Gary Oldman Shines in Biopic on Citizen Kane

Bernard Sweetman, Entertainment Writer

Mank, directed by David Fincher, centers on screenwriter Herman Mankiewicz as he writes Citizen Kane, while showing his tumultuous relationship with William Randpolh Hearst, the inspiration for his story. David Fincher is a perfectionist, and it shows in this movie. Through his directing, he is able to capture the real tragedy of Mankiewicz, a remarkably talented writer who destroys every relationship he has. Fincher manages to capture the vintage Hollywood feel, while paying homage to the iconic film. 

The structure of the movie itself is a tribute to Citizen Kane, as the bulk of the movie is told through a series of flashbacks in a similar manner to Citizen Kane. This format is a bit disjointed, with some flashbacks going on for too long, and others not going on for long enough, but Fincher does his best with the script. The script, which was written by David Fincher’s father, Jack Fincher, is passable, but relies on exposition too much. There are also many times where it feels less like an homage to Citizen Kane, and more like a derivative of it. 

While Jack Fincher did a fantastic job of capturing the rapid fire dialogue that is present in many movies from the 30s and 40s, that is probably the best part of his script. The best part of the movie, though, is Gary Oldman with his great performance as Herman Mankiewicz. He plays Mankiewicz cockily and with charisma to spare, all while also showing the very human side of Mankiewicz. For this role, Oldman, who won an Oscar in 2018, could very easily get nominated again.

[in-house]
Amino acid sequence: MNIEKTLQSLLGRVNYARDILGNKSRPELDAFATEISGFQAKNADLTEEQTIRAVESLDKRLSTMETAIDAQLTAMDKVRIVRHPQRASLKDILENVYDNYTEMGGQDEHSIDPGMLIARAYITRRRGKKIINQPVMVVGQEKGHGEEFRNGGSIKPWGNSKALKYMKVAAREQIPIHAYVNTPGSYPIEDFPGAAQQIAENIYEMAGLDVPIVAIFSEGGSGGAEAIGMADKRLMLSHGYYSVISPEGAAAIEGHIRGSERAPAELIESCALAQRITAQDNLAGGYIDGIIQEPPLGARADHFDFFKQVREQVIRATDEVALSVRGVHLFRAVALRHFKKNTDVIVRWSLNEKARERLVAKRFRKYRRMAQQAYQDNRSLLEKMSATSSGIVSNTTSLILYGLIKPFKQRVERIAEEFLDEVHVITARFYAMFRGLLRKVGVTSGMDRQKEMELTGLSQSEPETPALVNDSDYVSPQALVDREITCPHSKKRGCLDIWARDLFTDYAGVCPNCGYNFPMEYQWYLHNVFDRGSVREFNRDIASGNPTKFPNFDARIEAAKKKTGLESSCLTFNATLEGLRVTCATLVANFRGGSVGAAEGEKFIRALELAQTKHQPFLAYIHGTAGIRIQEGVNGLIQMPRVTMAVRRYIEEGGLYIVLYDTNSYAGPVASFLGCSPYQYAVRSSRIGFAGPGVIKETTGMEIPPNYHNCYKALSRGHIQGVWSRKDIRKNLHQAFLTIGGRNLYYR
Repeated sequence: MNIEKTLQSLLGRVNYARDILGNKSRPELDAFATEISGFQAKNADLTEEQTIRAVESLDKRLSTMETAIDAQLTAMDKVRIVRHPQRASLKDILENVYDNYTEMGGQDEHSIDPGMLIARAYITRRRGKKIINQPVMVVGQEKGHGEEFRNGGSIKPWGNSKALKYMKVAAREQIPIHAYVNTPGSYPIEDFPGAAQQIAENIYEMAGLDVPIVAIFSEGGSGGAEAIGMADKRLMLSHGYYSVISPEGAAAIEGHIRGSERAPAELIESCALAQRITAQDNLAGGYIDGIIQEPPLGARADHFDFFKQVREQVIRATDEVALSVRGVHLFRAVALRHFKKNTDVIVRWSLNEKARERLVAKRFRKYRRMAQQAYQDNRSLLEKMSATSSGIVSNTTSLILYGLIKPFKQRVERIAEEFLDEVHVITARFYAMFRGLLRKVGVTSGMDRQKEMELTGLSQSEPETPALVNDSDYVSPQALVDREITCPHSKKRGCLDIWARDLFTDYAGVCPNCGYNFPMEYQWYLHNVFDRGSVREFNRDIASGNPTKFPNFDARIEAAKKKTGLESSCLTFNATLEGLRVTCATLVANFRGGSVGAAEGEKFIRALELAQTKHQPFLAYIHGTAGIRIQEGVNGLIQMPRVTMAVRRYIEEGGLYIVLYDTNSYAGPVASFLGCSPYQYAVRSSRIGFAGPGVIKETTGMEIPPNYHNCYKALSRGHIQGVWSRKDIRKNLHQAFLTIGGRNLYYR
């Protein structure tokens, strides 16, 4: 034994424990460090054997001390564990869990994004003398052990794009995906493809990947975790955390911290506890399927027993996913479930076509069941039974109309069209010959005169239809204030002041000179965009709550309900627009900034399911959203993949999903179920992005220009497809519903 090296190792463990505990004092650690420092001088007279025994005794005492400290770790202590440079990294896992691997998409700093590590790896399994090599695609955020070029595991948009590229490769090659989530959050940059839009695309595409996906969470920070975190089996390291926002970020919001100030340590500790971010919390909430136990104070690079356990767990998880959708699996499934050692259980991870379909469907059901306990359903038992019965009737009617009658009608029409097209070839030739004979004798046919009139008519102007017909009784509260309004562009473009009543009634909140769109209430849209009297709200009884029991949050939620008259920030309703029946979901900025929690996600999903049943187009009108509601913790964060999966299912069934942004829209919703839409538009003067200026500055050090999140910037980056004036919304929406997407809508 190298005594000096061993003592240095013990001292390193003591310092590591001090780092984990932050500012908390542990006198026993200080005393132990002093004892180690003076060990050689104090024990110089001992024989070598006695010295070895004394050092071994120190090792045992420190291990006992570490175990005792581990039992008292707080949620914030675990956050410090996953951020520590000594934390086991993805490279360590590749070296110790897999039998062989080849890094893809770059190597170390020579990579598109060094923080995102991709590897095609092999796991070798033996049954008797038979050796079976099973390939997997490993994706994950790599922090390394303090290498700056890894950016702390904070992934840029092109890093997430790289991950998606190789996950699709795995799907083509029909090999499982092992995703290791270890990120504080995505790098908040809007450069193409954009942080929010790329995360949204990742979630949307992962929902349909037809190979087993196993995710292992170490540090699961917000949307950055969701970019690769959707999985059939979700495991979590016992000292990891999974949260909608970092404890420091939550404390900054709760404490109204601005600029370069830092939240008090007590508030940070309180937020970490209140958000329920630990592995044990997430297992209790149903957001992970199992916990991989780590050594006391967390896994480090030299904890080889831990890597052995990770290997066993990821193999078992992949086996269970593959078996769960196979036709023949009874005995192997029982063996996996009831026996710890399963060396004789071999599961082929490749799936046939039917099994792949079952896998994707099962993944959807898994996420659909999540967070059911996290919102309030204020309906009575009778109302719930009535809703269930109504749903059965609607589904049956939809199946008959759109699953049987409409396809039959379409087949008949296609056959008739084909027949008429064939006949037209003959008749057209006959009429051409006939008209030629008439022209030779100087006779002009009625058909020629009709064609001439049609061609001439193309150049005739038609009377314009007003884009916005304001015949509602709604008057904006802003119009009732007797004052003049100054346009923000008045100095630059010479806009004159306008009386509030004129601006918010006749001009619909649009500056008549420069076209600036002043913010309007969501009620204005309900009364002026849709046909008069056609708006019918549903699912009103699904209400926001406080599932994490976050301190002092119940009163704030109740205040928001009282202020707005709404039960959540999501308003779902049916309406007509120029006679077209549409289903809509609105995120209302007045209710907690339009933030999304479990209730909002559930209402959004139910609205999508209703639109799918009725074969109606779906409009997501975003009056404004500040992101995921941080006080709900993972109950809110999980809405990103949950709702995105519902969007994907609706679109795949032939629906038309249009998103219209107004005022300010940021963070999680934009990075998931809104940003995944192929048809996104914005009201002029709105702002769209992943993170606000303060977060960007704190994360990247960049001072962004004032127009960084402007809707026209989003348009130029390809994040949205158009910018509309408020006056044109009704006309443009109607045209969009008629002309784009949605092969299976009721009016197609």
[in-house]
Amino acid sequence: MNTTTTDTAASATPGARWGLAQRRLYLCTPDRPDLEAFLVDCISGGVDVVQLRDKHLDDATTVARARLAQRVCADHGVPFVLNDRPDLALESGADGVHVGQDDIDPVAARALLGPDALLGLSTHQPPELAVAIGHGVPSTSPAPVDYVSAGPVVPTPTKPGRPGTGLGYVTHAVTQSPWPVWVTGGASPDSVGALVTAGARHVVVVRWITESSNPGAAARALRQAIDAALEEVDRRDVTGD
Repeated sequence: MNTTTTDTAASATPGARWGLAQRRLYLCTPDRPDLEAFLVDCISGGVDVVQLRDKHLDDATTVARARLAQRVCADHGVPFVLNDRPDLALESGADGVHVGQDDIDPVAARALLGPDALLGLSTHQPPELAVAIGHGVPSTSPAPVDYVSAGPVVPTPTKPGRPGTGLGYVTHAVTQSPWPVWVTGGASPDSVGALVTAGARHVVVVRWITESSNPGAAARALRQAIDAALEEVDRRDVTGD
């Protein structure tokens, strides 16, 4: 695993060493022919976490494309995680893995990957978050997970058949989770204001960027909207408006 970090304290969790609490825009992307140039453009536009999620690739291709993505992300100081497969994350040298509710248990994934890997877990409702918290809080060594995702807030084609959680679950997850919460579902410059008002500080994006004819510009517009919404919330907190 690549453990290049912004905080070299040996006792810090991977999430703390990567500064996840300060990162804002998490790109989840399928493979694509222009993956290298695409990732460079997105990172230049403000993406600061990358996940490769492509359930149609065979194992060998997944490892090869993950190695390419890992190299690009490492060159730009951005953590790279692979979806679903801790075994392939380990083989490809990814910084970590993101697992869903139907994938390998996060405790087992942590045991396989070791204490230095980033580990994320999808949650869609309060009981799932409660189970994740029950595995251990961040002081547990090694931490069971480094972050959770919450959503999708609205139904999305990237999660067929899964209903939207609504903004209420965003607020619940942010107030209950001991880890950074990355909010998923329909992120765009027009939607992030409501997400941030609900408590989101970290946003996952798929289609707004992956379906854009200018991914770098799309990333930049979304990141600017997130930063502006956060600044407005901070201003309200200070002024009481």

Amanda Seyfried is perhaps the biggest surprise of the movie, playing Marion Davis. She effectively captures the cheery persona of her, and does a superb job of capturing the inner sadness of Davis. Besides these two the rest of the cast doesn’t have that much to do. The movie is about Mank, but the supporting characters are too one-note. Charles Dance, who I was extremely excited to see play William Randolph Hearst, was given very little to do outside of an interesting monologue. 

Mank works best as a character study, and at its core that’s what it is: a movie that centers on only one man, with everyone else merely guiding him along. Trent Reznor and Atticus Rose of the Nine Inch Nails do a tremendous job with the score of the movie. Their use of historically accurate instruments really elevates the score, and the movie itself. The cinematography of the film itself is just beautiful. The movie being in black and white, along with the score, the writing, the set design, and the sound mixing really make it feel like it is something from the Golden Age of Hollywood. Mank suffers from mediocre writing, but is brought up by strong directing and acting. It is a good movie that serves as an interesting companion piece to Citizen Kane and one cannot help but compare the two. If you have seen Citizen Kane, you should definitely watch Mank. Mank is currently available to stream on Netflix.